Now for the Scots, the Office may Hold Their Slimming Secret

by Tanya Thomas on Oct 14 2008 10:45 AM

The Scottish government is determined to rid its state of its one great evil- obesity, and is making no compromises on that front. To tackle this weighty issue, the government’s health experts have issued guidelines such as shifting photocopiers, water coolers and other office equipment further away from workers’ desks in order to get them to walk more!

Issued by NHS Health Scotland, the guidance also suggests that businesses organize health checks for employees and help them set personal goals on how far they walk or cycle to work each day.

Dr Andrew Tannahill, head of evidence for action at NHS Health Scotland, said the objective of the guidance is to urge workers to move around during office hours rather than ’sitting on the spot’.

"This is aimed at helping employers and staff to make the most of workplace activities," the Scotsman quoted Tannahill, as saying.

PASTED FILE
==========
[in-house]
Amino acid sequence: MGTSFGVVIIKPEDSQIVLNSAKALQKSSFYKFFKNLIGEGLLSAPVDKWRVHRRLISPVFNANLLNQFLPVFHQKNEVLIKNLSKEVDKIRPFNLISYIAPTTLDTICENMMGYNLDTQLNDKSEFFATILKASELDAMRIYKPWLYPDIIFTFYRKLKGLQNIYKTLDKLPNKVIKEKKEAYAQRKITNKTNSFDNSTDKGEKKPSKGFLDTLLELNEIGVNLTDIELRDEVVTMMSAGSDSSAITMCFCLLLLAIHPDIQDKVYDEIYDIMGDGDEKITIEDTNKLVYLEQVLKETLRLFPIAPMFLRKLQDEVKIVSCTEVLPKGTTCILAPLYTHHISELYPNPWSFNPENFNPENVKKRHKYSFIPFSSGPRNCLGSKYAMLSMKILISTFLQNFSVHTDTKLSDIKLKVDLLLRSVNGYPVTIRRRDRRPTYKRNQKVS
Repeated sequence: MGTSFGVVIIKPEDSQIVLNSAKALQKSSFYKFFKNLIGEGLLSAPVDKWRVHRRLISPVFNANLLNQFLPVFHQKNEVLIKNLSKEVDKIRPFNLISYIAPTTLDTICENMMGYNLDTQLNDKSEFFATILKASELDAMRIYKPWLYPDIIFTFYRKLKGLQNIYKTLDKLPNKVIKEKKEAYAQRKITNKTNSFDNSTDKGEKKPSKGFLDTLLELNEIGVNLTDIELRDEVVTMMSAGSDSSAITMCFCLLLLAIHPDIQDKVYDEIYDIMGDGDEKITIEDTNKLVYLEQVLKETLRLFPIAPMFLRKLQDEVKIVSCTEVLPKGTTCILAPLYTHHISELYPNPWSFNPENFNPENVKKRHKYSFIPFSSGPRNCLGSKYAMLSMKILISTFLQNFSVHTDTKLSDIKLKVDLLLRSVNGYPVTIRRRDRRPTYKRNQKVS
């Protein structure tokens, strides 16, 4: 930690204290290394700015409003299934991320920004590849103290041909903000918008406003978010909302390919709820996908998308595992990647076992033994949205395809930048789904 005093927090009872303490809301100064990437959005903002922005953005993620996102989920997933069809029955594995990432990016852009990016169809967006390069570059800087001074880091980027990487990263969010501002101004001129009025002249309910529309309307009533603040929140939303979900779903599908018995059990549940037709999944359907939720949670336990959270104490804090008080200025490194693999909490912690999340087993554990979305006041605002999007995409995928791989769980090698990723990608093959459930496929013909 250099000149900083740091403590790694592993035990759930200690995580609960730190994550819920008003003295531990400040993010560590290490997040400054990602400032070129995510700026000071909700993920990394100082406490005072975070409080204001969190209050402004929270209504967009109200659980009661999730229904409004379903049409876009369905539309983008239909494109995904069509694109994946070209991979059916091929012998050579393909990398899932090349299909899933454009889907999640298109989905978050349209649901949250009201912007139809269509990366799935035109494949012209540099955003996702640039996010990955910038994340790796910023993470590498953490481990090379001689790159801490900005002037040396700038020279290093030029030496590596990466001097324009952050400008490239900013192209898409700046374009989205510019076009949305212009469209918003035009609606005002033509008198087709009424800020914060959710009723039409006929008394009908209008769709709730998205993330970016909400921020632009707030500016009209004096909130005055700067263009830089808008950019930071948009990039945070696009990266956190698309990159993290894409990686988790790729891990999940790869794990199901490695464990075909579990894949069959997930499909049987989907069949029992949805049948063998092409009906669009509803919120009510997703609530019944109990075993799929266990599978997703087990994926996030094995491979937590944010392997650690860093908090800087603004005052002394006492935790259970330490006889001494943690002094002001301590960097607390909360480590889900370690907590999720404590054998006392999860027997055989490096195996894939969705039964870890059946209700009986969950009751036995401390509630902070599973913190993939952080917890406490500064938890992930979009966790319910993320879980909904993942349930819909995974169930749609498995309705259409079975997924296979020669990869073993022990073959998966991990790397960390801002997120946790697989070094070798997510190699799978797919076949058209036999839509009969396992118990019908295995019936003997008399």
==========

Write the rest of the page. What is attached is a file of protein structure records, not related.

"Health checks at work would give people the opportunity to discuss a range of health issues and think about how their lifestyle rates in health terms," he added.

He said that the guidelines are not based on any specific research involving office workers, but on the principle that moving around burns more calories than sitting down.

However, business leaders have cast a doubt on the move and described some of the measures as ’annoying’.

Scottish Conservative health spokeswoman Mary Scanlon said: "Whilst employers have a duty to ensure a safe and healthy working environment and positive human relations support in the workplace, the workplace needs to be set up in a manner which focuses on productivity and efficient work practices, not an exercise zone."

A spokesman for the Forum of Private Business said: "The health of employees is always a concern for businesses.

"But both employers and employees’ concerns at the moment will centre on the current economic downturn and on pulling together to help businesses survive.

"Moving the water cooler and printers away from desks is just annoying. There are greater concerns."